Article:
Albuterol, a fast-acting medication used to treat breathing problems in children, has been on the Food and Drug Administration's shortage list since October.
Akorn Pharmaceuticals filed for Chapter 7 bankruptcy in late February and closed its plants in Illinois, New Jersey and New York. Now there is only one company left in the U.S. that makes liquid albuterol: Nephron Pharmaceuticals. Liquid albuterol is used in nebulizers to help treat children who are too young to use an inhaler. (A nebulizer, in case you're not familiar with it, turns liquid medication into a mist to be inhaled.) So far, inhalers haven't been officially impacted by the shortage, although some parents have reported problems finding them.
Nephron's chief executive officer, Lou Kennedy, recently told the Washington Post that the company is making albuterol "as fast as possible" to address the shortage, but for now it persists.
That's left some parents worried. One is Mark Joseph, father to a 5-year-old and a 7-year-old from St. Louis, Mo. "My youngest has severe asthma, so albuterol is an essential medication to keep her symptoms under control," he tells Yahoo Life. "We usually rely on it for emergencies when she has trouble breathing or experiences an attack." Joseph says it's been difficult to find albuterol in his area and "even more challenging to find an alternative medication."
Instead, he says, "we have had to rely on tracking down supplies from friends and family, which is not always possible. This has caused us a lot of stress, as we always worry about having enough in an emergency."
Joseph says his family has used the alternatives levalbuterol and budesonide on their doctor's recommendation. "The alternative medications managed my child's symptoms well, but I believe they are less effective than albuterol," he says. "We continue to look for albuterol, but it has been difficult to find."
"The shortage has made me feel helpless and frustrated," he adds.
But while there's plenty of chatter on social media about the shortage, doctors say parents shouldn't panic — and that there are numerous ways to handle it.
"We have heard of patients not being able to get their albuterol at their regular pharmacies, but with a little creativity, families have been able to find it," Dr. Melanie Sue Collins, director of the cardiopulmonary lab at Connecticut Children's, tells Yahoo Life. "If it's not at one pharmacy, it may be at another."
Dr. Michael Bauer, a pediatrician and medical director at Northwestern Medicine Lake Forest Hospital, tells Yahoo Life that patients who have used albuterol in a nebulizer should be able to use an inhaler if they can't find the drug in liquid form. "Almost anyone can use an inhaler, and when used properly, it provides the same delivery of albuterol and relief of symptoms as the aerosolized form," he says. (However, he says, infants and small children will need to use a spacer device — a holding chamber that makes it easier to breathe in the medicine — and will likely need some coaching.)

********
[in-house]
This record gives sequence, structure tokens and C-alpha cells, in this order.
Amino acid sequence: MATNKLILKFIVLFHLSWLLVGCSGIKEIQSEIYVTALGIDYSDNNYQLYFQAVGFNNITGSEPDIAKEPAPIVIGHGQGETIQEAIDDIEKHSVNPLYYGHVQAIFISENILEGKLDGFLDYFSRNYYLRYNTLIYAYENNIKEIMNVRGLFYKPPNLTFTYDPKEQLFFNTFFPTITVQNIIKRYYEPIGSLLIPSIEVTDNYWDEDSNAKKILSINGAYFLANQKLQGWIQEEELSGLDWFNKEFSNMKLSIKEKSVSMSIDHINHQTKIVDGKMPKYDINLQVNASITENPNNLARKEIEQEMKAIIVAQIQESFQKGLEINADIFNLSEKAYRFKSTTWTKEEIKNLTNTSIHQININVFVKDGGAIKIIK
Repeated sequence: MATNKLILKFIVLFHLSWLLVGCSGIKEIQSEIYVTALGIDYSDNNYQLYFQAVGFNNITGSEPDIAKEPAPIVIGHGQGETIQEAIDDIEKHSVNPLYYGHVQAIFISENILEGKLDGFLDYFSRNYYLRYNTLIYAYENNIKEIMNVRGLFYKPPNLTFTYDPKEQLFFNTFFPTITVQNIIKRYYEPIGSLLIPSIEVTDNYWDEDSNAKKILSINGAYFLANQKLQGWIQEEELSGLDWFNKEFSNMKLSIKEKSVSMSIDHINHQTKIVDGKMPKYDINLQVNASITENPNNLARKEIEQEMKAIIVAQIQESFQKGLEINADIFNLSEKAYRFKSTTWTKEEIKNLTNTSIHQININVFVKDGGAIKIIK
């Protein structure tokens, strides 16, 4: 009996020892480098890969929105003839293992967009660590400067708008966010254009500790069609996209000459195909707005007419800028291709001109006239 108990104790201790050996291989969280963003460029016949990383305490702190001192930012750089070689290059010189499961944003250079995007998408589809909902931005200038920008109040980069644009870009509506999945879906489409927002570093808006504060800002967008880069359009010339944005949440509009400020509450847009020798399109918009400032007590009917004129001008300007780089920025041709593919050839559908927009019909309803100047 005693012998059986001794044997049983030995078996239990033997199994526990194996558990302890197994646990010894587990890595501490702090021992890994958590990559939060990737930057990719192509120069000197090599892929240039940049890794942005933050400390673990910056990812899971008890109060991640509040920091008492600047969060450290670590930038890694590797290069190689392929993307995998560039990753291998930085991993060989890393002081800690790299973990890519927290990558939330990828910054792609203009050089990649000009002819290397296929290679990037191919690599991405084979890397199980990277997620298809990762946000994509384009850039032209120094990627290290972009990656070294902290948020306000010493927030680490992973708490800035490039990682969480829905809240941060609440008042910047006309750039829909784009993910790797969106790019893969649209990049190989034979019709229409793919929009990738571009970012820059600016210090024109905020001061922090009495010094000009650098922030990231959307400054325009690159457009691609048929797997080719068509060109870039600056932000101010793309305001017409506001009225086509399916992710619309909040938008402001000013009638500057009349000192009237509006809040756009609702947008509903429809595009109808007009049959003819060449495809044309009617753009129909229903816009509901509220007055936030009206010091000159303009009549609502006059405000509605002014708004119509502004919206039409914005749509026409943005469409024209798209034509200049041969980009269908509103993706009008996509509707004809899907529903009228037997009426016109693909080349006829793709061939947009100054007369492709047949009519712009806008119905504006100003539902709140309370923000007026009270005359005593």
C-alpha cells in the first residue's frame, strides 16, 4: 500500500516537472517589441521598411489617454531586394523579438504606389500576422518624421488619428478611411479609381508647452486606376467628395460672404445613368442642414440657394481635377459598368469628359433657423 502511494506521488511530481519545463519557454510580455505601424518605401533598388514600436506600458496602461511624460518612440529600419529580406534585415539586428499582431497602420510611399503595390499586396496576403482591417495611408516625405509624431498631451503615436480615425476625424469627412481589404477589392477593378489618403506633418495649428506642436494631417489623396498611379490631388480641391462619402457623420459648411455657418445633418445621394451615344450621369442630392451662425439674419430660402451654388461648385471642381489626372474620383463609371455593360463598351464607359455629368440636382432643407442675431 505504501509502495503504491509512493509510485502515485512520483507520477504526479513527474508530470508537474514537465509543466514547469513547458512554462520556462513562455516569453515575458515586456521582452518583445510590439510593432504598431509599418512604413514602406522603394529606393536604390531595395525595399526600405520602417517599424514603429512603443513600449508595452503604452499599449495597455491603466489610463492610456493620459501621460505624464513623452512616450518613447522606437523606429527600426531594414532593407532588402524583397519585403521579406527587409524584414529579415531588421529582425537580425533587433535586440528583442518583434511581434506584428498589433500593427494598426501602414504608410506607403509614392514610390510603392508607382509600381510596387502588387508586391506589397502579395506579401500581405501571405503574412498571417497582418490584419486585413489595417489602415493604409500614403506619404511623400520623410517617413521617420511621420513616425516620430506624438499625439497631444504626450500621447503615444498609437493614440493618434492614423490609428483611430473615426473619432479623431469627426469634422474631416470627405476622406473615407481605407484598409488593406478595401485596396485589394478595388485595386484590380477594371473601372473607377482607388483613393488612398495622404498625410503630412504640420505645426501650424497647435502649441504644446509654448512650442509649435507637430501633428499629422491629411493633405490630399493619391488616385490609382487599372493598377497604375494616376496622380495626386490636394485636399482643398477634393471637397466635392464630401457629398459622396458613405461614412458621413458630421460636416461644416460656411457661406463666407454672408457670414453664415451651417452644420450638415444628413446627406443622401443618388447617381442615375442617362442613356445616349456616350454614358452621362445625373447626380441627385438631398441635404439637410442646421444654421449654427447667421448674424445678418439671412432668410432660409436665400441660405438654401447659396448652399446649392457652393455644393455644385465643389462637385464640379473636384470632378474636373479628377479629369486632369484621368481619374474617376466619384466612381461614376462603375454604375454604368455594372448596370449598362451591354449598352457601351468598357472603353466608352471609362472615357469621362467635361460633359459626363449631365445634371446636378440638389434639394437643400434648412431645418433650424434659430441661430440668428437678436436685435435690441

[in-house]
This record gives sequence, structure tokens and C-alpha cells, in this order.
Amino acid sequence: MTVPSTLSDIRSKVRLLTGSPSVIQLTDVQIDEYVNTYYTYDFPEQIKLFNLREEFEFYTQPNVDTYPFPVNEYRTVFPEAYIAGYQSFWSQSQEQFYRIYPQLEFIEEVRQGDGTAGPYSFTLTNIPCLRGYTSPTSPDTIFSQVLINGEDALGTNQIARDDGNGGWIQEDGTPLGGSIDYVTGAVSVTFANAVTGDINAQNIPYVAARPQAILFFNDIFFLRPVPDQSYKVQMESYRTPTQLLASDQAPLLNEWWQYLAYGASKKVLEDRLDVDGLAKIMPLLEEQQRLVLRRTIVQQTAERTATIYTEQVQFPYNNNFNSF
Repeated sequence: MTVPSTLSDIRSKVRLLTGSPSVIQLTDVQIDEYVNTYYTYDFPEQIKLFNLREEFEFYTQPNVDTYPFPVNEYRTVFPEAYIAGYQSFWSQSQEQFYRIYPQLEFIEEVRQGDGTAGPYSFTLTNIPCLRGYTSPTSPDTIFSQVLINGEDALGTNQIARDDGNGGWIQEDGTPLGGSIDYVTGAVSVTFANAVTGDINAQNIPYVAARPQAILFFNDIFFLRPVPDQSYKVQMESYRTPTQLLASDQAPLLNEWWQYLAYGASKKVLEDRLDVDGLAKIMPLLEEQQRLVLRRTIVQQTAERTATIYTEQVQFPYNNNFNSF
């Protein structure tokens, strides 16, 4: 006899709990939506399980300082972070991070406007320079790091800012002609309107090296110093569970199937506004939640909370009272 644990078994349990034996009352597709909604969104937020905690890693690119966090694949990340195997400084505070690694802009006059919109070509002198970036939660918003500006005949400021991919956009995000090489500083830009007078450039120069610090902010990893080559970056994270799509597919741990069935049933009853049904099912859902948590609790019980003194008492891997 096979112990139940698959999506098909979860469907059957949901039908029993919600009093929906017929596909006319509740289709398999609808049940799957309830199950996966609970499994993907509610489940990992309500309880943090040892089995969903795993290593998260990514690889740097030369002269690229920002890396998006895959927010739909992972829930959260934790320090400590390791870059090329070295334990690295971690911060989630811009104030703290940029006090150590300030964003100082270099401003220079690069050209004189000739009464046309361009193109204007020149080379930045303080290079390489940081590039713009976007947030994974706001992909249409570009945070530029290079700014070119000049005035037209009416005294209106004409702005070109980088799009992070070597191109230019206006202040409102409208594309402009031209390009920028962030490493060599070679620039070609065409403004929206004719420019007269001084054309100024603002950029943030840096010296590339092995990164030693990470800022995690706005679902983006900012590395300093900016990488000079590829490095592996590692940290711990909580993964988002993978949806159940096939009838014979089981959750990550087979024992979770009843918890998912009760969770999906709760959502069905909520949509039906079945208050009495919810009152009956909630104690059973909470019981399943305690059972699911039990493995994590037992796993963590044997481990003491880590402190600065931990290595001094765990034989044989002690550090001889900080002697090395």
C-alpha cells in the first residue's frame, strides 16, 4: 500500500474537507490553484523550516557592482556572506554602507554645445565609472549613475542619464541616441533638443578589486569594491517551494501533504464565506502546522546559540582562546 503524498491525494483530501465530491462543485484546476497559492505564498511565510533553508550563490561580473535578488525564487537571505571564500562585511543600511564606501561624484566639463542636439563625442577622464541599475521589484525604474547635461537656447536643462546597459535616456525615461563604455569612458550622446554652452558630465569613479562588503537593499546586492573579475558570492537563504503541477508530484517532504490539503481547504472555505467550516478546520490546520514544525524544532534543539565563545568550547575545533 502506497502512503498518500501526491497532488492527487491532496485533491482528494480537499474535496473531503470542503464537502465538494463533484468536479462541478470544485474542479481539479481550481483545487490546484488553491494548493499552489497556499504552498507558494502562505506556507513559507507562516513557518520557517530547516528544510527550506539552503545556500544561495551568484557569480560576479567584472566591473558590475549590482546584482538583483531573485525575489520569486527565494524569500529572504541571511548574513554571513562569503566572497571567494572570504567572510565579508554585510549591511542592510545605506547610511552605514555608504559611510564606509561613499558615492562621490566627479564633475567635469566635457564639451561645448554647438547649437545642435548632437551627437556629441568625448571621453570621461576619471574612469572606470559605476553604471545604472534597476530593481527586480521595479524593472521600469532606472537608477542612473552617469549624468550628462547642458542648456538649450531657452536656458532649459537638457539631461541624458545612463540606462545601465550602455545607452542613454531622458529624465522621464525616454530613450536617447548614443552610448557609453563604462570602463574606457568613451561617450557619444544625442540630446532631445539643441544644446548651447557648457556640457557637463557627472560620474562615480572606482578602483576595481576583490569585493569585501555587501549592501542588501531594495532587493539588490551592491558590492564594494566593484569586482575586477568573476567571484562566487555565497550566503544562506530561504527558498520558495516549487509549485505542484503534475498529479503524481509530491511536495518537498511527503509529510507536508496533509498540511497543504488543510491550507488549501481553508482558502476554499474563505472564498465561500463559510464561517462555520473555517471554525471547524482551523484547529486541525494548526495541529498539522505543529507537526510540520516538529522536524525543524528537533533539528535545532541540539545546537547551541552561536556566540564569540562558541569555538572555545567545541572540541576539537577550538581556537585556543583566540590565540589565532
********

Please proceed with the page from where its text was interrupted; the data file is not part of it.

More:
If you have extra albuterol at home but the expiration date has passed, you may still be able to use it, Dr. Daniel Ganjian, a pediatrician at Providence Saint John’s Health Center in Santa Monica, Calif., tells Yahoo Life. "It's OK to use it past the expiration date for a bit," he says.
However, it's difficult to know how long it will be good for, Jamie Alan, an associate professor of pharmacology and toxicology at Michigan State University, tells Yahoo Life. "All prescriptions are labeled as being expired one year after dispensing, or less," she says. "The actual expiration date may be longer." But, she adds, "it may not be as effective" over time. If you find yourself in this situation, Alan suggests calling your child's pediatrician about next steps.
Keep in mind that there are alternatives for albuterol on the market. "Alternatives include levalbuterol (Xopenex) and albuterol/ipratropium (DuoNeb)," Dr. Ashanti Woods, a pediatrician at Mercy Family Care Physicians in Baltimore, tells Yahoo Life. "Each of these also requires a prescription from the physician."
Albuterol is a fast-acting medication that's typically used in emergency situations, and if your child is relying on it heavily, it may be time to talk to your doctor about steps you can take to get your child's breathing issues under better control, Collins says. She recommends looking into SMART therapy (which stands for Single Maintenance and Reliever Therapy), a combination of an inhaled corticosteroid and an inhaled long-acting beta-2 agonist (LABA). "It will give you much better control," Collins says. "Over time, albuterol does nothing to modify your disease and keep it under control."
Ultimately, experts say it's a good idea to touch base with your child's pediatrician or pulmonologist if you have concerns. "If your child is using albuterol more than once or twice a week, or if coughing wakes them from their sleep more than twice per week, a conversation should be had with the pediatrician to discuss if a controller medicine can help with symptoms," Woods says.
Collins agrees. "Talk to your doctor about your other options — 100%," she says.
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